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We need to create specific accountability guidelines to ensure that the use of Artificial Intelligence (AI) robots remains ethical, according to new research led by Zsofia Toth, Associate Professor in Marketing and Management at the Business School.

The research sets out a new framework for ensuring organisations that employ AI robots have accountability guidelines in place. AI robots are increasingly used to facilitate human activity in many industries, for instance, healthcare, educational settings, mobility and the military, but must have accountability for their actions.

Developing the framework

To develop the framework, Zsofia Toth, alongside her colleagues’, Professors Robert Caruana, Thorsten Gruber and Claudia Loebbecke, reviewed the uses of AI robots in different professional settings from an ethical perspective.

From the research four clusters of accountability were developed. These four clusters revolve around the ethical categories outlined in normal business ethics:

  • Supererogatory - actions represent a positive extra mile from what is expected morally
  • Illegal - any action that is against the law and regulations
  • Immoral - any action that only reaches the legal threshold’s bare minimum
  • Permissible - actions not requiring explanations of putative fairness or appropriateness.

There are also two suggested themes for ethical evaluations from the project:

  • The locus of morality – the level of autonomy to choose an ethical course of action.
  • Moral intensity – the potential consequences of the use of AI robots.

Humans can set boundaries in what AI robots can and should learn and unlearn (for instance, to decrease or eliminate racial/gender bias) and the type of decisions they can make without human involvement (for instance, in case of a self-driving car in an emergency setting).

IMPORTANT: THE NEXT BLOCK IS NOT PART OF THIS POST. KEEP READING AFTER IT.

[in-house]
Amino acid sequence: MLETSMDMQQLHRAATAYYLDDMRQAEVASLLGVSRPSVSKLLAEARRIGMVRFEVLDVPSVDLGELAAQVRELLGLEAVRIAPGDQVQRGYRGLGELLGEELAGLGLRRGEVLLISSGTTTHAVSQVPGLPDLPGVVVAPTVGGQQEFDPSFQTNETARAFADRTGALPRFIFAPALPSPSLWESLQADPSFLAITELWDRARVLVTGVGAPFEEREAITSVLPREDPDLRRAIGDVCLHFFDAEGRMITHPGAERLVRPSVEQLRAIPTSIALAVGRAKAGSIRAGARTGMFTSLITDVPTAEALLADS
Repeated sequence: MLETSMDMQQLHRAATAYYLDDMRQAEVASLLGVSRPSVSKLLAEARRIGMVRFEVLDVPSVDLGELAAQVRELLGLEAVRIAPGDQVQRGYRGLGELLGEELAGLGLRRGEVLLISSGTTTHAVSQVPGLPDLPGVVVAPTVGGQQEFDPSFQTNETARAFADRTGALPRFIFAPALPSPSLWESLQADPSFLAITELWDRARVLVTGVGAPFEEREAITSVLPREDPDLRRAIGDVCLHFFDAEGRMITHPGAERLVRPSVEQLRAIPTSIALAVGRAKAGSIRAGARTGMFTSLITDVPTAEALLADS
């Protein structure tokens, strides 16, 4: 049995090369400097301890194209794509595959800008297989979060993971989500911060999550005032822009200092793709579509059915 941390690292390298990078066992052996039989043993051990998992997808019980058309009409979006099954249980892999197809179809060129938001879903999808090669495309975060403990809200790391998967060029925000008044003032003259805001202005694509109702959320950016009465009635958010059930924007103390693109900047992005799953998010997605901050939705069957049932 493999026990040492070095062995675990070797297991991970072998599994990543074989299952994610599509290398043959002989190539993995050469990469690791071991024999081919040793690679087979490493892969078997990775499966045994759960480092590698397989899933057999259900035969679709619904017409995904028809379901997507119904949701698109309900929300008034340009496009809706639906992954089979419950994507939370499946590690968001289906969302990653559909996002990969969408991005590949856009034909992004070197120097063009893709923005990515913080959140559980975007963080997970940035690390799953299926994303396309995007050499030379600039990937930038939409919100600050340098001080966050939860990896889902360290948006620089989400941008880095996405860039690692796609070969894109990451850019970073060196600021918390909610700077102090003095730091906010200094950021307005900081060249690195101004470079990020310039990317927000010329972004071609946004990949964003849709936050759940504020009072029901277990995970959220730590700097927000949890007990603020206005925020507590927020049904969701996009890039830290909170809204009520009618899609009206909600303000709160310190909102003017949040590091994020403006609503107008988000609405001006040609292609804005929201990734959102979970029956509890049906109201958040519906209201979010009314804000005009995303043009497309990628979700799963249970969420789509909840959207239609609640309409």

The four clusters of accountability

  1. ‘professional norms’ - AI robots are used for small, remedial, everyday tasks like heating or cleaning, robot design experts and customers take most responsibility for the appropriate use of the AI robots. 
  2. ‘business responsibility’ - AI robots are used for difficult but basic tasks, such as mining or agriculture – a wider group of organisations bear the brunt of responsibility for AI robots.
  3. ‘inter-institutional normativity’ - AI robots may make decisions with potential major consequences, such as healthcare management and crime-fighting – governmental and regulatory bodies should be increasingly involved in agreeing specific guidelines.
  4. ‘supra-territorial regulations’ – AI robots are used on a global level, such as in the military, or driverless cars – a wide range of governmental bodies, regulators, firms and experts hold accountability. This comes with the high dispersal of accountability. This, however, does not imply that the AI robots ‘usurp’ the role of ethical human decision-making, but it becomes increasingly complex to attribute the outcomes of AI robots’ use to specific individuals or organisations and thus these cases deserve special attention.

Research Impact

The researchers hope that their new framework offers insights and an approach for policy makers and governments to place accountability on the actions of AI robots. Previously, the accountability of these actions was a grey area, but a framework like this should help to reduce the number of ethically problematic cases of AI robots’ use.

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